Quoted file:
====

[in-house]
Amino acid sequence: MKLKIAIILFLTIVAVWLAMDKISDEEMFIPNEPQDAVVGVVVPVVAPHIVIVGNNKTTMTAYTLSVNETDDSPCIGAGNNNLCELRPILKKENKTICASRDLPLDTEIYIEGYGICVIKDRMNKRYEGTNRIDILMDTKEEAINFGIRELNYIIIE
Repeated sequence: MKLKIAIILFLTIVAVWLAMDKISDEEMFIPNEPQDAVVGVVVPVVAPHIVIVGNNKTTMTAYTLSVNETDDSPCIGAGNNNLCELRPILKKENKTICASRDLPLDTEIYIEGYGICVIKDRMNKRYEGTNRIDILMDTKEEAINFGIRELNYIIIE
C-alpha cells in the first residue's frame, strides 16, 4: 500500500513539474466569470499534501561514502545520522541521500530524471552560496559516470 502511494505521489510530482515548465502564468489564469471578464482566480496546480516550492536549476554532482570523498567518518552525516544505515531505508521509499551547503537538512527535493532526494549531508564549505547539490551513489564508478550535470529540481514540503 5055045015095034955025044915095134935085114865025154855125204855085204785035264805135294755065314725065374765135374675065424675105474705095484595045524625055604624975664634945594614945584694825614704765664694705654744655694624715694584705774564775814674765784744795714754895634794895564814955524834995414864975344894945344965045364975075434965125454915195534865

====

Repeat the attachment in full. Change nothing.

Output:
[in-house]
Amino acid sequence: MKLKIAIILFLTIVAVWLAMDKISDEEMFIPNEPQDAVVGVVVPVVAPHIVIVGNNKTTMTAYTLSVNETDDSPCIGAGNNNLCELRPILKKENKTICASRDLPLDTEIYIEGYGICVIKDRMNKRYEGTNRIDILMDTKEEAINFGIRELNYIIIE
Repeated sequence: MKLKIAIILFLTIVAVWLAMDKISDEEMFIPNEPQDAVVGVVVPVVAPHIVIVGNNKTTMTAYTLSVNETDDSPCIGAGNNNLCELRPILKKENKTICASRDLPLDTEIYIEGYGICVIKDRMNKRYEGTNRIDILMDTKEEAINFGIRELNYIIIE
C-alpha cells in the first residue's frame, strides 16, 4: 500500500513539474466569470499534501561514502545520522541521500530524471552560496559516470 502511494505521489510530482515548465502564468489564469471578464482566480496546480516550492536549476554532482570523498567518518552525516544505515531505508521509499551547503537538512527535493532526494549531508564549505547539490551513489564508478550535470529540481514540503 5055045015095034955025044915095134935085114865025154855125204855085204785035264805135294755065314725065374765135374675065424675105474705095484595045524625055604624975664634945594614945584694825614704765664694705654744655694624715694584705774564775814674765784744795714754895634794895564814955524834995414864975344894945344965045364975075434965125454915195534865